NSCA’s newest version of the Electronic Systems Outlook, which is available free to members, provides updated indicators of new business opportunities by tracking new construction starts and renovations in the commercial buildings sector.
In this Winter 2013 edition, NSCA’s Electronic Systems Outlook provides a revised look at construction data by markets and systems. All signs show that the construction community is still experiencing continued modest growth and improvement in new construction, renovations, repairs, and retrofits. Compared to 2012, total commercial construction put in place for 2013 will finish at $352.5 billion, which is down 0.5 percent from 2012 (and lower than originally predicted). The Summer 2013 edition of the Electronic Systems Outlook originally forecasted total commercial construction put in place at $913 billion; the new data in the Winter 2013 edition exemplifies why it’s crucial to keep current with industry forecasting and benchmarking data.
This report also tracks residential construction due to its impact on the new construction of schools, retail facilities, houses of worship, and lodging.
There are a few economic concerns covered in the report that touch all market sectors. The first is the continued decline in public construction and expectations of more as sequestration continues. Second, lenders are still tight with their lending criteria. Consumers are being cautious about increasing their debt load, including their share of public debt with new bond issues for local municipalities.
Overall, electronic systems are increasing in total volume, but show a slight reduction from 2012. The forecast indicates that approximately $19.29 billion were spent in 2013 on electronic systems, down very slightly from the $19.31 billion spent in 2012. The original 2013 forecast expected spending closer to $20.3 billion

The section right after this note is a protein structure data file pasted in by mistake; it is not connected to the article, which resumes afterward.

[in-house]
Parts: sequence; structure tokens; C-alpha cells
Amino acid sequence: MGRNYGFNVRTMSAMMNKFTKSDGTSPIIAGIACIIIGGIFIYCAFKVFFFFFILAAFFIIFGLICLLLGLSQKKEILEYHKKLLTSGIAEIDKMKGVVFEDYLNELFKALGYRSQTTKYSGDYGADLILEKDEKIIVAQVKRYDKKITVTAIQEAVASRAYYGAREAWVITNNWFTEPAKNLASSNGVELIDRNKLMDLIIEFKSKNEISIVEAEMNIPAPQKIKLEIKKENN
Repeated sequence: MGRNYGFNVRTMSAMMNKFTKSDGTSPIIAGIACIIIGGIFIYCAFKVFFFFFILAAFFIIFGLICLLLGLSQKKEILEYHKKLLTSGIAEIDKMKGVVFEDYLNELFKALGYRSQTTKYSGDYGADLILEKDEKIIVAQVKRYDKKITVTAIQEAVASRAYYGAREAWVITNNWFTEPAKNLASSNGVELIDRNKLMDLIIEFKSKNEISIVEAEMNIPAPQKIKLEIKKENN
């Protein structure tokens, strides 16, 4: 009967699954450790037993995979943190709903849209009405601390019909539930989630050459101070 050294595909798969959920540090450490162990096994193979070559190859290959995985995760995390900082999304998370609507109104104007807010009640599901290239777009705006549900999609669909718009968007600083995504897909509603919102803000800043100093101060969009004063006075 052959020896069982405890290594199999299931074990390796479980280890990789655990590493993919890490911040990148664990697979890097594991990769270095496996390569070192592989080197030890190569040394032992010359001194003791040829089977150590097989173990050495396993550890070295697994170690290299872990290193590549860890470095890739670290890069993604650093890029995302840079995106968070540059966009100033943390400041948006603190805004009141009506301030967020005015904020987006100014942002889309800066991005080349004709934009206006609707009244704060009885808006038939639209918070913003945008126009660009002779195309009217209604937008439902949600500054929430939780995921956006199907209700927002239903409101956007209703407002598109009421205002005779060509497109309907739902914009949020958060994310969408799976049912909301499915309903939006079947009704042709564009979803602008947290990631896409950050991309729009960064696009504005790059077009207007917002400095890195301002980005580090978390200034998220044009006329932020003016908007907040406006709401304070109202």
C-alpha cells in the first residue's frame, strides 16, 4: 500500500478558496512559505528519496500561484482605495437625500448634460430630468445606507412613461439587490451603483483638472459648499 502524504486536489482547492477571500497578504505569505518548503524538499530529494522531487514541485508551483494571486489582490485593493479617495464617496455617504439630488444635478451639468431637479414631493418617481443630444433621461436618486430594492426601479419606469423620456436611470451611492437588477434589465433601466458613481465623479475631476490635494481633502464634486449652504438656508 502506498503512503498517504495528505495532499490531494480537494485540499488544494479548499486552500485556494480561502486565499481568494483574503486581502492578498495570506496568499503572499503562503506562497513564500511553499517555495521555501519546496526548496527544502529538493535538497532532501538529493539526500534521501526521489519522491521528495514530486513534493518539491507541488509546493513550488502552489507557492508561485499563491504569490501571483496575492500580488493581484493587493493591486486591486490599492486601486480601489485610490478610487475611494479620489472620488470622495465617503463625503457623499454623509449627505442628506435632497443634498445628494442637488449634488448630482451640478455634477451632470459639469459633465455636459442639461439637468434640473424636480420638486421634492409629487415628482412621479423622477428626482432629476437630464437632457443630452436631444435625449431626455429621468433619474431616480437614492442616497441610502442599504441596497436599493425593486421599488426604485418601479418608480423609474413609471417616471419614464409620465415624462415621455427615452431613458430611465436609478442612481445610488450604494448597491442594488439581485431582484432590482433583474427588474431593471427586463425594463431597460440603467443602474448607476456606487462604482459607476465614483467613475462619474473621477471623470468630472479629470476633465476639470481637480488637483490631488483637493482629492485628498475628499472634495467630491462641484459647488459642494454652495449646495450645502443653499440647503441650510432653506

“For years, we’ve been following commercial construction reports,” says NSCA Executive Director Chuck Wilson. “We found that the electronic systems industry correlates with these trends. We expect 2014 construction put in place to total near $977 million.”
Systems integrators can use this new outlook report to benchmark their own sales numbers and prepare business valuations. Growth indicators can be used to determine incentive programs, reveal new markets with potential, and appropriately distribute resources.
This forecast data can also be shared with financial advisors and lenders to prove the stability of systems integrators in the marketplace. “If we use tools like these to better familiarize them with this industry’s scope of work,” says Wilson, “then it’s much more likely that systems integrators will be perceived as a viable risk.”
This bi-annual forecast is made possible through a partnership with FMI, a management consulting, investment banking and research firm for the engineering and construction industry.
The Winter 2013 edition of this report examines the current year to date, and also serves as a projection for 2014. This report is released each summer and winter.
The NSCA Electronic Systems Forecast is free for NSCA members. For non-members, the forecast can be purchased for $349. Non-members can also become NSCA members for $595 and receive this report as part of their membership package, which offers updates on government affairs issues, discounted registration for training and educational events, access to monthly industry webinars, etc.
For more information about the Electronic Systems Forecast, or to join NSCA, click here.